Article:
Presentation on theme: "What further weakened the ties between the colonies and Britain? Chapter 6 Notes."— Presentation transcript:
What further weakened the ties between the colonies and Britain? Chapter 6 Notes
6.2 The War Begins Vocabulary words? The Battle of Bunker Hill: – *Another battle between the British and Colonials; again showed the strength of the colonial army to the British getting more and more violent leading to war! – Colonial militia broke the British lines, killing some 1,000 British troops – “Don’t fire until you see the whites of their eyes!”
6.2 The War Begins Second Continental Congress (May, 1775): – Agree to form a unified Continental Army, not colonial militias – Appoint George Washington Commander-in-Chief of Continental Army *Further unified the colonies’ armies against Britain. How does this event weaken the ties?? – At war with full armies!
6.3 The Siege of Boston Vocabulary: – Siege: take-over, military blockade – Other words? Siege of Boston: – *This event convinced the British that the Continental army was ready for war – Washington starts rumors & one morning cannons aimed on Boston! – British troops and Loyalists fled rather than fight.
6.4 Toward Independence Vocabulary: – Traitors: person guilty of treason (disloyalty to government) The Olive Branch Petition (July, 1775): – *Showed that peaceful means would not convince the king to listen to the colonists’ demands – The king saw colonists as traitors How does this weaken the ties?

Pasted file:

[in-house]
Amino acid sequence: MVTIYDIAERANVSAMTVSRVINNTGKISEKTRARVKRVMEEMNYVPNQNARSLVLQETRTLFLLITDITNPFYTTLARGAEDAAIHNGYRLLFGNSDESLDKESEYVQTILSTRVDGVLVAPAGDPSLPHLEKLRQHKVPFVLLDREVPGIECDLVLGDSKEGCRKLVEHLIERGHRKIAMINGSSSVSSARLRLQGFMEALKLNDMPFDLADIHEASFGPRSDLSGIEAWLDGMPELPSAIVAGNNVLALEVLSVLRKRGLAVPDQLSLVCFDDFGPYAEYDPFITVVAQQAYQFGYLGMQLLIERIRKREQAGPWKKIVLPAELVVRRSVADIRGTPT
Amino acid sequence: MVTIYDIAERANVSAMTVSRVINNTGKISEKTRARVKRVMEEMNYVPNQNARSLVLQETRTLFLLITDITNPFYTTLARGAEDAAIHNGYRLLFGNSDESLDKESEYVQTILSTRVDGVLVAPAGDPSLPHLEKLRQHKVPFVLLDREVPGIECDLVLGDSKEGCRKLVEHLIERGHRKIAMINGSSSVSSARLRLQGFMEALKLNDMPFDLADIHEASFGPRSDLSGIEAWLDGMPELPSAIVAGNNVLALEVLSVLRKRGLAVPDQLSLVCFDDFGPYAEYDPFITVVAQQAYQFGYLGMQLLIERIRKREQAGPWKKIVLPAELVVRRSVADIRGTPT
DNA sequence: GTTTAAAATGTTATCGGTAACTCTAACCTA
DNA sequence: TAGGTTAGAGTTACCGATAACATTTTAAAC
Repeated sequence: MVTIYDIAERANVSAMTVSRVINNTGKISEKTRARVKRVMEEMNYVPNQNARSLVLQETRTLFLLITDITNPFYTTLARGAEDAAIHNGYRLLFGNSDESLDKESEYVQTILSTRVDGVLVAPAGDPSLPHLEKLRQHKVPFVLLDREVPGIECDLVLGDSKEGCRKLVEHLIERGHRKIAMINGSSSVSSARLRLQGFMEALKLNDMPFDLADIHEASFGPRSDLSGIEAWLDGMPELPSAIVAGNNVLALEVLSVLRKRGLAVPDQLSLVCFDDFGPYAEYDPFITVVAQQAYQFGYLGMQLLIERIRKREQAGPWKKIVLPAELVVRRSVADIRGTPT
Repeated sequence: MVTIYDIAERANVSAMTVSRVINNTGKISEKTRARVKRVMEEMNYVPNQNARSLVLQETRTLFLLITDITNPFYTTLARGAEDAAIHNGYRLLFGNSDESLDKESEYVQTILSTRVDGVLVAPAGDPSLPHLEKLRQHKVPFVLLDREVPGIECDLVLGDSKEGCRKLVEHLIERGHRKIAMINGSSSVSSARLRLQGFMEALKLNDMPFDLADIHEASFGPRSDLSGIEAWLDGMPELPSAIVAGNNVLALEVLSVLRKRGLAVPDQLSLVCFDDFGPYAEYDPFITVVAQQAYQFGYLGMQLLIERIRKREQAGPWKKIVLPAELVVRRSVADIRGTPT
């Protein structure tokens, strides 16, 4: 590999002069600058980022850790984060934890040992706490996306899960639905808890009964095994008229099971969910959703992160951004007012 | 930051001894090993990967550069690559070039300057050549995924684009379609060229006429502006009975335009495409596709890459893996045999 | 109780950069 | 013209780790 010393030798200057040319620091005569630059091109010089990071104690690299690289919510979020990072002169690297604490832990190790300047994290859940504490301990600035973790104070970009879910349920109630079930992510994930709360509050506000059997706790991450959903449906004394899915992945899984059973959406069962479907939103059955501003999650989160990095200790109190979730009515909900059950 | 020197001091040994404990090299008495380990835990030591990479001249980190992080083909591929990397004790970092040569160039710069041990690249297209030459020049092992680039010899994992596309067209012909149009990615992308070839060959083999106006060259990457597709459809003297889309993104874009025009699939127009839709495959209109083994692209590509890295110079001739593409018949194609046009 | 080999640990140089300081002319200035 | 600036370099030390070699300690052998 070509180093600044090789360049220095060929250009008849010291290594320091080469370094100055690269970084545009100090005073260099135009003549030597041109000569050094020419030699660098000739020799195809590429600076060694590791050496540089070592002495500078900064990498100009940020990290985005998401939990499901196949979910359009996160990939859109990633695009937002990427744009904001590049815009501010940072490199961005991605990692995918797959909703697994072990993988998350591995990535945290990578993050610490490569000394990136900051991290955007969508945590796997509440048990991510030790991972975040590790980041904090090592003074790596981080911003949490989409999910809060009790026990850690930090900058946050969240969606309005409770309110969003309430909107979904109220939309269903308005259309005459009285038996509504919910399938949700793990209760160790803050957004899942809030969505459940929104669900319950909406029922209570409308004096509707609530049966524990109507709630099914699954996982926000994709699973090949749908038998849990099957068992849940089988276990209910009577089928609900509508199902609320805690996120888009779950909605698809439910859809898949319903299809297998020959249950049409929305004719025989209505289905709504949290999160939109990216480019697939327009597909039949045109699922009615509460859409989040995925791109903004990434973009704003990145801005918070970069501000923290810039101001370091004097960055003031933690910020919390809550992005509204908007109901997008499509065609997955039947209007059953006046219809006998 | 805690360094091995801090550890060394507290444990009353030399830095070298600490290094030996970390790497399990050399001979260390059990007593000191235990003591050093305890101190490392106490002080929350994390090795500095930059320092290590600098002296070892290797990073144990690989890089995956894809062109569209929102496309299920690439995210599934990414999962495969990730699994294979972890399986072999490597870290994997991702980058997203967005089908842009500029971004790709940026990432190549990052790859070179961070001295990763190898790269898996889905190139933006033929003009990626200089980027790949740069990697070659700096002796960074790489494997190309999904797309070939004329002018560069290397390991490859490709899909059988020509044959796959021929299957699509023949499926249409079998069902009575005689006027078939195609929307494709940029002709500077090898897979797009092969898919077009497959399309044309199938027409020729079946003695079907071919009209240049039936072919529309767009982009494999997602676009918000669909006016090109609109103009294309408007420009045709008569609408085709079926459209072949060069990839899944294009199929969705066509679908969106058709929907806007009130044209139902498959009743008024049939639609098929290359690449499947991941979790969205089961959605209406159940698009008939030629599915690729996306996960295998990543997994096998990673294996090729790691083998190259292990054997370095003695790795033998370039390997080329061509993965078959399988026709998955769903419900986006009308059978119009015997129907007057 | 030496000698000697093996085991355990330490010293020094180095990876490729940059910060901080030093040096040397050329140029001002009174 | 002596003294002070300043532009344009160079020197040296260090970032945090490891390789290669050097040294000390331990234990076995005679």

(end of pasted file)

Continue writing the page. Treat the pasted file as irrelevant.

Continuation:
6.4 Toward Independence Common Sense (1776): – *Thomas Paine’s Common Sense pamphlet convinced many still doubting colonists that they needed freedom from Britain. – Paine explained reasons for separation: Suffering under British rule Independence made sense and moreover meant a better future for the colonies
6.5 Declaration of Independence The Declaration of Independence (1776): – *It was a clear statement of the reason the colonists should be independent from Britain. – Formal document demands separation from Britain – Key Ideas in the Declaration: All equal under the eyes of God (Great Awakening?) Equal rights for all (“unalienable rights”) Government exists for citizens, not vice versa Citizens have power to change the government King has abused the colonists in many ways
Events Leading to the Declaration of Independence Battle of Lexington and Concord 1775 (April) Second Continental Congress 1775 (May) Battle of Bunker Hill 1775 (June) Olive Branch Petition 1775 (July) Common Sense 1776 (Early Months) Declaration of Independence 1776 (July)
6.6 The Final Break Signing the Declaration of Independence: – July 4, 1776 – *Officially announced to Britain and the world: colonies would no longer be ruled by the king colonists would give up lives for freedom – Debate over Slave Trade delayed signing… this debate will return later. – Signers of the Declaration committed their lives to independence, since they would all be traitors (and killed!) if the colonies lost. – Who had the largest signature on the document??